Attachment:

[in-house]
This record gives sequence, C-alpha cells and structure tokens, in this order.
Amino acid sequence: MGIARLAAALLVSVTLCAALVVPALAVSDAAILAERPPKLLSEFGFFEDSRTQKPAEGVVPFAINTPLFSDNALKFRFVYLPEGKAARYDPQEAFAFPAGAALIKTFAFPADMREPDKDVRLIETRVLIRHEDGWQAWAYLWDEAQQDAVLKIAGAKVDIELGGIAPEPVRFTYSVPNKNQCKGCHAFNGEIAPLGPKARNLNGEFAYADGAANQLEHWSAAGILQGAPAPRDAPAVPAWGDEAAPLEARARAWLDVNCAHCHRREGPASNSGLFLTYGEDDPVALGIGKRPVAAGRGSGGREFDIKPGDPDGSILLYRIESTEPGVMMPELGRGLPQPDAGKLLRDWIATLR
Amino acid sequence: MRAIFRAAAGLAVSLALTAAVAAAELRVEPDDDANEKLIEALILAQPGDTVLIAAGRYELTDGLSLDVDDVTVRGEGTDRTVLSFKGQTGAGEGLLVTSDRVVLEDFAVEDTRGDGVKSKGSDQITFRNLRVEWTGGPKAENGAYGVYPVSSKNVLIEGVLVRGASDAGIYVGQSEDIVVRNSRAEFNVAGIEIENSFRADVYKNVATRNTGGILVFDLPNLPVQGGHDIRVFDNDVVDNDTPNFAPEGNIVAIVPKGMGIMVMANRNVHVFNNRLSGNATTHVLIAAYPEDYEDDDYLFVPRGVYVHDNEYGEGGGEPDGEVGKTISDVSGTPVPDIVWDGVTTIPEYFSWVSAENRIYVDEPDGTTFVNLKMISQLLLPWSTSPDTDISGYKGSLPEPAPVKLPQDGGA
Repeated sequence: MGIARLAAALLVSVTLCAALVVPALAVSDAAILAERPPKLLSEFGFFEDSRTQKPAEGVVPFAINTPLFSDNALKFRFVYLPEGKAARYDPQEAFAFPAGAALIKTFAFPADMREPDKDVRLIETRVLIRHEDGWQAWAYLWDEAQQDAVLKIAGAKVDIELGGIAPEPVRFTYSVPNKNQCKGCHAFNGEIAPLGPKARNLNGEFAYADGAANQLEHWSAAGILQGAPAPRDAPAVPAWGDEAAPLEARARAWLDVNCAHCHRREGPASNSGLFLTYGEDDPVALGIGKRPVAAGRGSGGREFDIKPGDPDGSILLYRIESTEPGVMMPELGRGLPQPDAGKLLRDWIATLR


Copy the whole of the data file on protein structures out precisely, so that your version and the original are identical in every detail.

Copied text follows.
[in-house]
This record gives sequence, C-alpha cells and structure tokens, in this order.
Amino acid sequence: MGIARLAAALLVSVTLCAALVVPALAVSDAAILAERPPKLLSEFGFFEDSRTQKPAEGVVPFAINTPLFSDNALKFRFVYLPEGKAARYDPQEAFAFPAGAALIKTFAFPADMREPDKDVRLIETRVLIRHEDGWQAWAYLWDEAQQDAVLKIAGAKVDIELGGIAPEPVRFTYSVPNKNQCKGCHAFNGEIAPLGPKARNLNGEFAYADGAANQLEHWSAAGILQGAPAPRDAPAVPAWGDEAAPLEARARAWLDVNCAHCHRREGPASNSGLFLTYGEDDPVALGIGKRPVAAGRGSGGREFDIKPGDPDGSILLYRIESTEPGVMMPELGRGLPQPDAGKLLRDWIATLR
Amino acid sequence: MRAIFRAAAGLAVSLALTAAVAAAELRVEPDDDANEKLIEALILAQPGDTVLIAAGRYELTDGLSLDVDDVTVRGEGTDRTVLSFKGQTGAGEGLLVTSDRVVLEDFAVEDTRGDGVKSKGSDQITFRNLRVEWTGGPKAENGAYGVYPVSSKNVLIEGVLVRGASDAGIYVGQSEDIVVRNSRAEFNVAGIEIENSFRADVYKNVATRNTGGILVFDLPNLPVQGGHDIRVFDNDVVDNDTPNFAPEGNIVAIVPKGMGIMVMANRNVHVFNNRLSGNATTHVLIAAYPEDYEDDDYLFVPRGVYVHDNEYGEGGGEPDGEVGKTISDVSGTPVPDIVWDGVTTIPEYFSWVSAENRIYVDEPDGTTFVNLKMISQLLLPWSTSPDTDISGYKGSLPEPAPVKLPQDGGA
Repeated sequence: MGIARLAAALLVSVTLCAALVVPALAVSDAAILAERPPKLLSEFGFFEDSRTQKPAEGVVPFAINTPLFSDNALKFRFVYLPEGKAARYDPQEAFAFPAGAALIKTFAFPADMREPDKDVRLIETRVLIRHEDGWQAWAYLWDEAQQDAVLKIAGAKVDIELGGIAPEPVRFTYSVPNKNQCKGCHAFNGEIAPLGPKARNLNGEFAYADGAANQLEHWSAAGILQGAPAPRDAPAVPAWGDEAAPLEARARAWLDVNCAHCHRREGPASNSGLFLTYGEDDPVALGIGKRPVAAGRGSGGREFDIKPGDPDGSILLYRIESTEPGVMMPELGRGLPQPDAGKLLRDWIATLR